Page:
• Automatic license plate readers capture the location, time, and speed of a car as it moves through a city (technology: public cameras; direct stakeholders: police; indirect stakeholders: drivers, as data subjects).

Among the first steps of a tech policy project is to identify the direct and indirect stakeholders. Initially, for an in-class activity, this can be done by creatively exploring a problem situation in a short brainstorming session. For a substantial project, students might conduct a review of the scholarly literature, the popular press, or online message boards. Or, they might conduct an empirical study, perhaps semi-structured interviews with stakeholders or perhaps other fieldwork that draws on empirical methods from social science or engineering. While the case studies do you include robust studies in the field, they might be adapted to do so.

In the early phases of a stakeholder analysis, it is common to develop a long list of direct and indirect stakeholders. Accordingly, for the case studies, students are prompted to prioritize and select a small number of stakeholders and to explicate principled reasons for their choices.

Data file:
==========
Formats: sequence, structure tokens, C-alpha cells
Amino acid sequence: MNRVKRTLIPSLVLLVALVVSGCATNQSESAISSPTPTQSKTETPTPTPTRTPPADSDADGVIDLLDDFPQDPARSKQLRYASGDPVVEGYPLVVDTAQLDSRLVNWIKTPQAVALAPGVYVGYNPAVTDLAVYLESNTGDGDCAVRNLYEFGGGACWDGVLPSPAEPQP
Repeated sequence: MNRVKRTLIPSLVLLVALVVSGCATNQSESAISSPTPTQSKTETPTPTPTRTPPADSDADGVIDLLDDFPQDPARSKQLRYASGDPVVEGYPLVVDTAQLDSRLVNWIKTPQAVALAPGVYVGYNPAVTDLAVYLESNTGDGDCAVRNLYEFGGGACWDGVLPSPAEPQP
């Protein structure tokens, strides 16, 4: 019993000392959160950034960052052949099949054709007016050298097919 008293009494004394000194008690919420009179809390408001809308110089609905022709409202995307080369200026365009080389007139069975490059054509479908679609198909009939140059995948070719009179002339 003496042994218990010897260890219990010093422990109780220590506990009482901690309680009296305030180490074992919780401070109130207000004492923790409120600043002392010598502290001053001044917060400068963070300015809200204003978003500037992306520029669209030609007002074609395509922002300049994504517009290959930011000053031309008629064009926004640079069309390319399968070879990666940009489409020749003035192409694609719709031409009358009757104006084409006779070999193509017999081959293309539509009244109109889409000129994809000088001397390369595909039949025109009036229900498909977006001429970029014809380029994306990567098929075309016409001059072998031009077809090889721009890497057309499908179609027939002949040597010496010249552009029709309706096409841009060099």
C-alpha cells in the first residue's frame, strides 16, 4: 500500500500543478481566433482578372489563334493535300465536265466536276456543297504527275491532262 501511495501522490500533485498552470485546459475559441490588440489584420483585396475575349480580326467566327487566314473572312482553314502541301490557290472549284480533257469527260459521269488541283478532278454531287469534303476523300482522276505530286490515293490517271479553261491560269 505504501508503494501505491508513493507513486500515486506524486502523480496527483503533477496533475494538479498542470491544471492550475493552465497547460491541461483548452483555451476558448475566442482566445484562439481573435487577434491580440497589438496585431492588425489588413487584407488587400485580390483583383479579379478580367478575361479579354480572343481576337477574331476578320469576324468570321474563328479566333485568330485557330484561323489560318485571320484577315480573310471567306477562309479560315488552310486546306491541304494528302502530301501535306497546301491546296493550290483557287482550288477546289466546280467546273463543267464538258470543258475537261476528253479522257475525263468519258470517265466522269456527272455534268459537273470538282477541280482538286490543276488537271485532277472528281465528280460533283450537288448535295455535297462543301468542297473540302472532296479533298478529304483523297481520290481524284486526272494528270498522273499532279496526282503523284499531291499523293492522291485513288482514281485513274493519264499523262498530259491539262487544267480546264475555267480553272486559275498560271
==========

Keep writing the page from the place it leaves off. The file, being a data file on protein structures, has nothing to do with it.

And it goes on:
Value Source Analysis

Human values shape and provide justification for tech policy choices. In value sensitive design, a value is defined as: what is important to people in their lives, with a focus on ethics and morality (Friedman & Hendry, 2019, p. 24). Examples of values include human dignity, justice, environmental sustainability, privacy, access, security, public good, safety, usability, calmness, fun, solitude, among many more. Many values may come under consideration in a project, and the relationships among values can be intricate. The set of values is often represented as a web or network, inviting discussion and clarification of the relationships among values. Commonly, when one value is addressed, other values become implicated. Security, privacy, and trust, for example, are often in an intricate balance.

When working with values, a key objective is to be clear and transparent. Conducting a value source analysis is one method for doing so.

A first step is to consider the values of the design situation and who among the stakeholders holds a value or set of values. For relatively short design activities, like the direct and indirect stakeholder analysis (see Method panel 1), students rely on their intuitions for the design situation and stakeholders.